Synthetic Biology Explained

Synthetic Biology Explained

Synthetic biology is a broad term that refers to designing and constructing organisms for some useful purpose. By this broad definition, agriculture would qualify as "synthetic biology", but more narrowly, the term usually applies to genetic manipulation of bacteria to perform some role as "living factories". 

Current StatusEdit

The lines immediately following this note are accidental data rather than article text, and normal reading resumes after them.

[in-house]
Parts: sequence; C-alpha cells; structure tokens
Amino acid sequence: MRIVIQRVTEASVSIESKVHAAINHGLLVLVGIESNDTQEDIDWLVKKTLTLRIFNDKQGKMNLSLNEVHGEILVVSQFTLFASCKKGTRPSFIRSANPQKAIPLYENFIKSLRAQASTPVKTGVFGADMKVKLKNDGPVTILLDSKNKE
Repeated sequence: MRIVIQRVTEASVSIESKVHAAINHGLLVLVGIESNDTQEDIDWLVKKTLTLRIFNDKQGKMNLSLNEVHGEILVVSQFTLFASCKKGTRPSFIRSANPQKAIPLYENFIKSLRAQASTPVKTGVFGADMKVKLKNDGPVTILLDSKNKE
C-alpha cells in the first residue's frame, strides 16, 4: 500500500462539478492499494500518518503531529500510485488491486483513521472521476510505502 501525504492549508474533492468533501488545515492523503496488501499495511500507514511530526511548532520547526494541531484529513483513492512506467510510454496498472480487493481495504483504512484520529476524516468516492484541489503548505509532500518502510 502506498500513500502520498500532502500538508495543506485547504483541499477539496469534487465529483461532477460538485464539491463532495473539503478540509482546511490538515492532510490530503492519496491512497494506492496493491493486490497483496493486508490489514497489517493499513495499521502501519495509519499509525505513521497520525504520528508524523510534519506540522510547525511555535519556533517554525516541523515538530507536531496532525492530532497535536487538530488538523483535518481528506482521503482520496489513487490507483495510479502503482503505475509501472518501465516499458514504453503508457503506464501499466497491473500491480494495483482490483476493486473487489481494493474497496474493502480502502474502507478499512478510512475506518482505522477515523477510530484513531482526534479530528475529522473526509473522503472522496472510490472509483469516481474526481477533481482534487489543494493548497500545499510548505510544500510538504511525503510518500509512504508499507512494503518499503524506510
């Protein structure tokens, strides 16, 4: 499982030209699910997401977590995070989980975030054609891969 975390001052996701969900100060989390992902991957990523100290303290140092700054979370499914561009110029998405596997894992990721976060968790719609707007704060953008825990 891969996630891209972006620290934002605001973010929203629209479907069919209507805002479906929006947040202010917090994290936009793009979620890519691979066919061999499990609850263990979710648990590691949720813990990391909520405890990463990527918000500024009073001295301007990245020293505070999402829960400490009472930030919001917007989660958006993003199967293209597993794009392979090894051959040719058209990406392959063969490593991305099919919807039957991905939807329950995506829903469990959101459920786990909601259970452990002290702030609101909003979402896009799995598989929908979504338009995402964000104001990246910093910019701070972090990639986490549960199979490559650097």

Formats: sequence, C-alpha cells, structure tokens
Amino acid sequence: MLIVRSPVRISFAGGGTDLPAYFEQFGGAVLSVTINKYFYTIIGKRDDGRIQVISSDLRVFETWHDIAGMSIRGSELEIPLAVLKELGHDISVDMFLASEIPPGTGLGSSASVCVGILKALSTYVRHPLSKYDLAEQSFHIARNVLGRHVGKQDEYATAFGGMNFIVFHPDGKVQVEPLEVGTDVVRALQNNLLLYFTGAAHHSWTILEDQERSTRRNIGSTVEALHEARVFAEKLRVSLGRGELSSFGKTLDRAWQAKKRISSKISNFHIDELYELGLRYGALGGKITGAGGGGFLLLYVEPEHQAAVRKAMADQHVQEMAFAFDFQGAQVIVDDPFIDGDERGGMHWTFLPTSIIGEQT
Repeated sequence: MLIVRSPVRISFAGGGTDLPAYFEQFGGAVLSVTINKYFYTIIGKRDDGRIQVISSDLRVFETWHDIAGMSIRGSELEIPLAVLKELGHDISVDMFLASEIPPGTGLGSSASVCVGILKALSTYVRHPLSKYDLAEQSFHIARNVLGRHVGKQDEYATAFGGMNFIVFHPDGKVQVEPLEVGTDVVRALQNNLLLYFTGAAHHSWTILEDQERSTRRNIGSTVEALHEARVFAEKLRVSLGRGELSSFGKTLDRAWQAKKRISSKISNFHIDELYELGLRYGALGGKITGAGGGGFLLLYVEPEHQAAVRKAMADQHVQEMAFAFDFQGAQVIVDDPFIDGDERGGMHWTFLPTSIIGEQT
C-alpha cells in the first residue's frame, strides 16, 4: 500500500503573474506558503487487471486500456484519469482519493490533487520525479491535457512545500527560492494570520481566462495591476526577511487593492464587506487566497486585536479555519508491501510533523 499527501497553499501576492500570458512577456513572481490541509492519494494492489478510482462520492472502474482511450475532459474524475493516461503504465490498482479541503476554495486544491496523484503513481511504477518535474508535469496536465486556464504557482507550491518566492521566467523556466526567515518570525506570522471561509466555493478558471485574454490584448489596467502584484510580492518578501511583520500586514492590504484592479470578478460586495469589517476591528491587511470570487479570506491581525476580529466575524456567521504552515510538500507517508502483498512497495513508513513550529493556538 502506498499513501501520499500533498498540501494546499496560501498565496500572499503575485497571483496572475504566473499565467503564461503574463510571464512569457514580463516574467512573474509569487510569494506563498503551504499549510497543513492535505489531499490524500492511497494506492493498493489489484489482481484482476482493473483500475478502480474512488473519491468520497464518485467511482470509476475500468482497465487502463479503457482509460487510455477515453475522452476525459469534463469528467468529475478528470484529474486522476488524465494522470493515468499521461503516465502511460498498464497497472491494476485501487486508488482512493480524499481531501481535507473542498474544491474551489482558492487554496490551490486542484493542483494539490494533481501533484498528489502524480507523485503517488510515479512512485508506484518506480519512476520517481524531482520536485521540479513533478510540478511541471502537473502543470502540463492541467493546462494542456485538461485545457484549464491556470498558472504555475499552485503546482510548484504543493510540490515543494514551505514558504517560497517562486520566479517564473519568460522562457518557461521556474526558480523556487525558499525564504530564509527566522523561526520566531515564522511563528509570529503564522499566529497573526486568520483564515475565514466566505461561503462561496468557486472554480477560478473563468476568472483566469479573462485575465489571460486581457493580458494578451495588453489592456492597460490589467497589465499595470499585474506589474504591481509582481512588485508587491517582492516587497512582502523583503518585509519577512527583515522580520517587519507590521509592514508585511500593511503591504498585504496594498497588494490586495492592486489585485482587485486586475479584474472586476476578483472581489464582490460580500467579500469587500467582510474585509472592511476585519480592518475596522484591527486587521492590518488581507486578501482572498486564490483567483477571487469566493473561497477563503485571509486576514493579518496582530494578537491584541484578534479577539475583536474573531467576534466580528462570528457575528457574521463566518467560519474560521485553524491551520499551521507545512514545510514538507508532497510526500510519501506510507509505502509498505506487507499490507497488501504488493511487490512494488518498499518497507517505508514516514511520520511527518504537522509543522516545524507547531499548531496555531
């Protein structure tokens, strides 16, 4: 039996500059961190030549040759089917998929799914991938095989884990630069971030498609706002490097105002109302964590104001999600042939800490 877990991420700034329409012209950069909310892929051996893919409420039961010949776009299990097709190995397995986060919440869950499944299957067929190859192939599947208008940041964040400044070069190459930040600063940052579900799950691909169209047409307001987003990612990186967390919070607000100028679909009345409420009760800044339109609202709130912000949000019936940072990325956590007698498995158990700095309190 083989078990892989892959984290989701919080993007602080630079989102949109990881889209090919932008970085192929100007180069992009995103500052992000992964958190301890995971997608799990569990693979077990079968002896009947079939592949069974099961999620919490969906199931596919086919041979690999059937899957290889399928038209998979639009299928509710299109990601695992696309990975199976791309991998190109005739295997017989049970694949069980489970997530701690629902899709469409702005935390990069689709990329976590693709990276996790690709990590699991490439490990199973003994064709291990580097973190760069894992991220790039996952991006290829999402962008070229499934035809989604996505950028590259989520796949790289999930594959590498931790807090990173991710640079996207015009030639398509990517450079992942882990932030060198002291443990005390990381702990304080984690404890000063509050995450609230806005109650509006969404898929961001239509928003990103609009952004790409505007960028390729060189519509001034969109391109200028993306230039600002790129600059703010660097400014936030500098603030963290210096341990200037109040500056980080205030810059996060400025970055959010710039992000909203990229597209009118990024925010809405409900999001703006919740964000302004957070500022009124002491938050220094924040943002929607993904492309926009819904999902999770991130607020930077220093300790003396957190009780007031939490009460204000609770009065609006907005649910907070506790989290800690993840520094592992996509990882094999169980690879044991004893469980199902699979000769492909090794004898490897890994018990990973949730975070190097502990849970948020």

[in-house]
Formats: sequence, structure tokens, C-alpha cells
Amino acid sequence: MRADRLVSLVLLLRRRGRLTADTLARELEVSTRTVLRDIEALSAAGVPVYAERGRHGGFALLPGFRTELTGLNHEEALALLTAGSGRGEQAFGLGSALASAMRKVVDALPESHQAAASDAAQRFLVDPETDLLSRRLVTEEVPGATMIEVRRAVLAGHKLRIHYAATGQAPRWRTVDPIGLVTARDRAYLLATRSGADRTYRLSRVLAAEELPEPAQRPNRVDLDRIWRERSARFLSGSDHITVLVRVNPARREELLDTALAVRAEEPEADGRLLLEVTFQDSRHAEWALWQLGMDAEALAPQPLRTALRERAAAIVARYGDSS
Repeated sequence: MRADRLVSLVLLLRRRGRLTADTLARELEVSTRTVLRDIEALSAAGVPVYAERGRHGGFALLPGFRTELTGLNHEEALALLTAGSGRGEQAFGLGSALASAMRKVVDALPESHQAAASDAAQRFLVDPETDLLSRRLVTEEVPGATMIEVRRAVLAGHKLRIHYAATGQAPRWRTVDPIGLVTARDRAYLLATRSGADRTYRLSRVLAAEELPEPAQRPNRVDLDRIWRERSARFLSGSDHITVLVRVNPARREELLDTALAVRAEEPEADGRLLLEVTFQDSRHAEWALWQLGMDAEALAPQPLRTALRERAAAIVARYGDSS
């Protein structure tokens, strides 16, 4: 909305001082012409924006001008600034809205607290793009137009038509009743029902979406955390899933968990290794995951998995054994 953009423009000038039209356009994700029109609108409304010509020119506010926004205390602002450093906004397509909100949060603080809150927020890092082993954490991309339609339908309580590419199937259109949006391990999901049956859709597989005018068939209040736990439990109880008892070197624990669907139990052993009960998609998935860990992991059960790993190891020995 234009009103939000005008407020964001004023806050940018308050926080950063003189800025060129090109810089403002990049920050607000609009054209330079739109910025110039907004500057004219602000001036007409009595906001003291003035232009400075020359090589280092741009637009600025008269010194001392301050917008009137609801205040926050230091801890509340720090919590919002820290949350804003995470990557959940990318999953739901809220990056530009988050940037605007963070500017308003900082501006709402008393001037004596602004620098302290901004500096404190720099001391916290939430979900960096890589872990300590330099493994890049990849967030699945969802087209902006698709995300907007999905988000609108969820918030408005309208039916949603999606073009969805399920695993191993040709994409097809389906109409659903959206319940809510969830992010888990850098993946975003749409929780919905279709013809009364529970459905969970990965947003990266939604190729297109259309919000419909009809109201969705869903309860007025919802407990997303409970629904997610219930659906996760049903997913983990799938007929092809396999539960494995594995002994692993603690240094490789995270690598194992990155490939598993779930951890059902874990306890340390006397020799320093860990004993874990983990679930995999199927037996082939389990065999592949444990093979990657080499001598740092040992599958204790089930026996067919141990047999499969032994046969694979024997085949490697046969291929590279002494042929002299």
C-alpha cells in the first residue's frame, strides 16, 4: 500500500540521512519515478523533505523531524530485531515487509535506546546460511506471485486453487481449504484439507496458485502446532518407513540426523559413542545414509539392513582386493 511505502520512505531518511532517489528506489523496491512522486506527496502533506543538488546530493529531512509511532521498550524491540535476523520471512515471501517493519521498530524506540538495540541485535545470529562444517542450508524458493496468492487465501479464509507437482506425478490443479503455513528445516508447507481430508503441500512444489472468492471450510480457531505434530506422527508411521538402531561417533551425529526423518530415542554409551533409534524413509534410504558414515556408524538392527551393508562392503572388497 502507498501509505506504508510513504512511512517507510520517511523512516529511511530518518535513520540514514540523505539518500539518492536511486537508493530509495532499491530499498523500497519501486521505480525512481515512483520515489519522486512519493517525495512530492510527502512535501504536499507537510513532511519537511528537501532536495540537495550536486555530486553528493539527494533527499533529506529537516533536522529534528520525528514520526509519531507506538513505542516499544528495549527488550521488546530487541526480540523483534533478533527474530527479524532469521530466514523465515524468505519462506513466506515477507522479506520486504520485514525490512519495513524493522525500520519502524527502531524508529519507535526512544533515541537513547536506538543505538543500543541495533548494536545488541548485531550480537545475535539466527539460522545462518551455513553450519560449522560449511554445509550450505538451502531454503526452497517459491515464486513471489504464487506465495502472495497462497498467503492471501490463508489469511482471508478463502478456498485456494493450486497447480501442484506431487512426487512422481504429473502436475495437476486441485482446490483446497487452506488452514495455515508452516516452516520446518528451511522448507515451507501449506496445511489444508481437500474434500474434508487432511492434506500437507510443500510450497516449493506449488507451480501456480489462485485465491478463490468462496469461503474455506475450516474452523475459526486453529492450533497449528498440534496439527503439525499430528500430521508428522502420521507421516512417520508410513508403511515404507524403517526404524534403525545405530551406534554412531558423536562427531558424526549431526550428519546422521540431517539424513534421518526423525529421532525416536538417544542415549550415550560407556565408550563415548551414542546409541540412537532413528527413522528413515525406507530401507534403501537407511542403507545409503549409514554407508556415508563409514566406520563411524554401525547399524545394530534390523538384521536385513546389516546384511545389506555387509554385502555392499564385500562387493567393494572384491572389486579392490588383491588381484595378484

Bacteria have been modified to be used as biosensors to detect pollution, viruses, bacteria, hormones, drugs, and DNA sequences. Craig Venter, who led one of the teams that first sequenced the human genome, is focusing all his efforts on synthetic biology. As the initial step, his organization, the Venter Institute, created a virus with the minimal genome necessary for life, Mycoplasma genitalium

Future DirectionsEdit

Craig Venter has claimed the synthetic biology will transform energy, by engineering bacteria or viruses which cheaply produce biofuel from inexpensive feedstocks.

Further ReadingEdit

Craig Venter’s Bugs Might Save the World